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Men patiently spent weary days in the hot desert posting up these

signs that would direct the traveler safely along his way.

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ROAD to CEYLON

By C. F. Carter

EA-GOING railroads are be

coming so common these days as almost to encourage faith in the ultimate materialization

of Lindenthal's theoretically possible bridge across the Atlantic. The latest of these seagoing railroads, constituting the so-called "Indo-Ceylon Connection”, unites the peninsula of India with the Island of Ceylon. There are certain facts in connection with this railway of peculiar interest:

The builders, a British corporation, had to come to America for the drawbridge by means of which navigation is kept open in the ship channel crossed by the sea-going railroad. This rolling lift bridge has the longest span of any similar structure yet built. The line was first proposed no less than thirty-eight years ago, long before Henry M. Flagler ever dreamed of building his famous salt water railroad to Key West. Finally, the new road follows a causewa y built a great many centuries ago, but subse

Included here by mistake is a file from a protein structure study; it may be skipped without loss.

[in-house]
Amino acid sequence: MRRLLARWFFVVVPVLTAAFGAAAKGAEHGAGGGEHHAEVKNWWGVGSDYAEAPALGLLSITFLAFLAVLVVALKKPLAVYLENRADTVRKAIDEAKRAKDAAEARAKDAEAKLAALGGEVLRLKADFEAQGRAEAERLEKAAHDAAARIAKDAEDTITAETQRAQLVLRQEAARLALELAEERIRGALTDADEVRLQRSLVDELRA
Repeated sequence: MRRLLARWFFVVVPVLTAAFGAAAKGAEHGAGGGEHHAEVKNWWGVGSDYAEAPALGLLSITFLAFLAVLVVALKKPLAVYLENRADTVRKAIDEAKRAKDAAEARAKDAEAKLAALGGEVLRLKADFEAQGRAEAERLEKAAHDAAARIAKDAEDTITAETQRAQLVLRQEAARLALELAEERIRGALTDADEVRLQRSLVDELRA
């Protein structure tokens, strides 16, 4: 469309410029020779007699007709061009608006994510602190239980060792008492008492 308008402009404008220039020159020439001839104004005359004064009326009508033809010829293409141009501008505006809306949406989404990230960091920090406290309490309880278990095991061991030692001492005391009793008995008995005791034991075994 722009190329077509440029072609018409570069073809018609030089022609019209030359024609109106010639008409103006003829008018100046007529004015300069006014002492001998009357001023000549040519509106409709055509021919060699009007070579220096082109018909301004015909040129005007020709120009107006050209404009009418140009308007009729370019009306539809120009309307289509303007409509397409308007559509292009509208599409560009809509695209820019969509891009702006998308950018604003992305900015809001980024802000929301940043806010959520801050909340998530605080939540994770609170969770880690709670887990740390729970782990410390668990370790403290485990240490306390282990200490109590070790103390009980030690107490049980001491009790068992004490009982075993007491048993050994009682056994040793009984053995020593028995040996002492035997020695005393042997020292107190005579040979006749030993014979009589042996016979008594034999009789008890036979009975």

quently destroyed by the sea, according to Neville Priestly, Managing Director of the South Indian Railway.

A glance at a map of India will show that Ceylon lies some sixty miles southeast of the southern extremity of Hin

dustan, from which it is separated by the Gulf of Manar and Palk Strait. These waters are studded with small rocky islands, some of them overgrown with palms and presenting a singularly beautiful appearance. Between the Island of Manar on the northwest coast of Ceylon and the Island of Rameswaram on the coast of India is the ridge of sand banks called “Adam's Bridge”, which almost connects the Island of Ceylon with the continent, being intersected only by three shallow passages, the remainder being covered with two to six feet of water. These channels admit only very small vessels; but between Rameswaram and the mainland is Pamban Pass, a fourteen-foot channel dredged some fifty years ago for the benefit of the coasting

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TOWARD INDIA FROM THE ROLLING LIFT

BRIDGE

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THE GREAT VIADUCT OF THE SEA-GOING RAILROAD TO CEYLON

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THE LIFT BRIDGE IS THE AMERICAN CONTRIBUTION TO BRITISH ENTERPRISE